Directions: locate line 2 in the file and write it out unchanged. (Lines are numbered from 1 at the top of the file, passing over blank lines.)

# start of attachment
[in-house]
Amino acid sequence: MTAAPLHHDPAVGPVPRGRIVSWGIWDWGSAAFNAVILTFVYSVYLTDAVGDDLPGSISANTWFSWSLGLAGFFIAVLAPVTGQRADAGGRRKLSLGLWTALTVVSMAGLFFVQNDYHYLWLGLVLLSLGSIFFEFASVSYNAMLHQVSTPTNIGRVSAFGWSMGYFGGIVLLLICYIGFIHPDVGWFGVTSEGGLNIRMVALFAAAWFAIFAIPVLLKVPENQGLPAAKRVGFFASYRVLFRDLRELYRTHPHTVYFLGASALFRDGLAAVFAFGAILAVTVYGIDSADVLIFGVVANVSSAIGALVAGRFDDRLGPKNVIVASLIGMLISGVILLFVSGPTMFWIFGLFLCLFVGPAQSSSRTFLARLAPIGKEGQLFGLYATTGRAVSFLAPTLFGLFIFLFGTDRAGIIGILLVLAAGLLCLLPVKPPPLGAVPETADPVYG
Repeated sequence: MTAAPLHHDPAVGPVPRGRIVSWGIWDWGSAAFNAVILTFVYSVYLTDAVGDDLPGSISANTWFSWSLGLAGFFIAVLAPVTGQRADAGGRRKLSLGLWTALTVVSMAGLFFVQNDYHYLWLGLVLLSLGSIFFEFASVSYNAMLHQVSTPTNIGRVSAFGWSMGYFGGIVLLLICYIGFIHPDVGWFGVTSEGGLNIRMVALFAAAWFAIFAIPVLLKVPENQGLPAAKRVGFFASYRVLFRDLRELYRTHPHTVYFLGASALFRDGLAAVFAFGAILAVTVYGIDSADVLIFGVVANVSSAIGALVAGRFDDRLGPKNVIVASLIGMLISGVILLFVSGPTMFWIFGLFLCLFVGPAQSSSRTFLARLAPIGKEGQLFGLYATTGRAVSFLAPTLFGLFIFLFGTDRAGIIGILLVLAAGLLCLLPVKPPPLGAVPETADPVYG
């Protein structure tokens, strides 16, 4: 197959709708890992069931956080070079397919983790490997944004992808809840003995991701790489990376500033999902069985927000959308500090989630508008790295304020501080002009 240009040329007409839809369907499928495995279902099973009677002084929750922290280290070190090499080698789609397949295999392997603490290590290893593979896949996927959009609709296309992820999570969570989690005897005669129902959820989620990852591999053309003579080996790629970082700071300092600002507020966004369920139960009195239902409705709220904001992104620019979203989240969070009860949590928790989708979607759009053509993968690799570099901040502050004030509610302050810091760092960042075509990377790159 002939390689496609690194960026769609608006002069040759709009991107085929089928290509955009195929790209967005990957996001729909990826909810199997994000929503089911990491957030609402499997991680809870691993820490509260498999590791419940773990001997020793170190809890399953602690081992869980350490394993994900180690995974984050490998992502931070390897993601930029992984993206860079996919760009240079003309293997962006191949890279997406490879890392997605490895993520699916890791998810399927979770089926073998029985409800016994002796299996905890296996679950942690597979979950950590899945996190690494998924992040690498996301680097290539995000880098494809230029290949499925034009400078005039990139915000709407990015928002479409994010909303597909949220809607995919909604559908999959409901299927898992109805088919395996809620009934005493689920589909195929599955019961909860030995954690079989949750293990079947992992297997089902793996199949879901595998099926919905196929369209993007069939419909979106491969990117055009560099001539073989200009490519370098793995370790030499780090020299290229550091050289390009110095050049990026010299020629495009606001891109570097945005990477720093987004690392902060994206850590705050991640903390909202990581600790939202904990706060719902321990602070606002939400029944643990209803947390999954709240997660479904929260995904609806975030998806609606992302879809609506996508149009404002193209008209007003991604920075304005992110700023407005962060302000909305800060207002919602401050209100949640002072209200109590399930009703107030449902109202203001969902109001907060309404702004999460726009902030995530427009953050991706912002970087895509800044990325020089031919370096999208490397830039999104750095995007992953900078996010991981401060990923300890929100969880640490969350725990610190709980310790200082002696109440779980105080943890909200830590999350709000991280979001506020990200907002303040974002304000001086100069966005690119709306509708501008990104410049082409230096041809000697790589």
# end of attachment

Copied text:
Amino acid sequence: MTAAPLHHDPAVGPVPRGRIVSWGIWDWGSAAFNAVILTFVYSVYLTDAVGDDLPGSISANTWFSWSLGLAGFFIAVLAPVTGQRADAGGRRKLSLGLWTALTVVSMAGLFFVQNDYHYLWLGLVLLSLGSIFFEFASVSYNAMLHQVSTPTNIGRVSAFGWSMGYFGGIVLLLICYIGFIHPDVGWFGVTSEGGLNIRMVALFAAAWFAIFAIPVLLKVPENQGLPAAKRVGFFASYRVLFRDLRELYRTHPHTVYFLGASALFRDGLAAVFAFGAILAVTVYGIDSADVLIFGVVANVSSAIGALVAGRFDDRLGPKNVIVASLIGMLISGVILLFVSGPTMFWIFGLFLCLFVGPAQSSSRTFLARLAPIGKEGQLFGLYATTGRAVSFLAPTLFGLFIFLFGTDRAGIIGILLVLAAGLLCLLPVKPPPLGAVPETADPVYG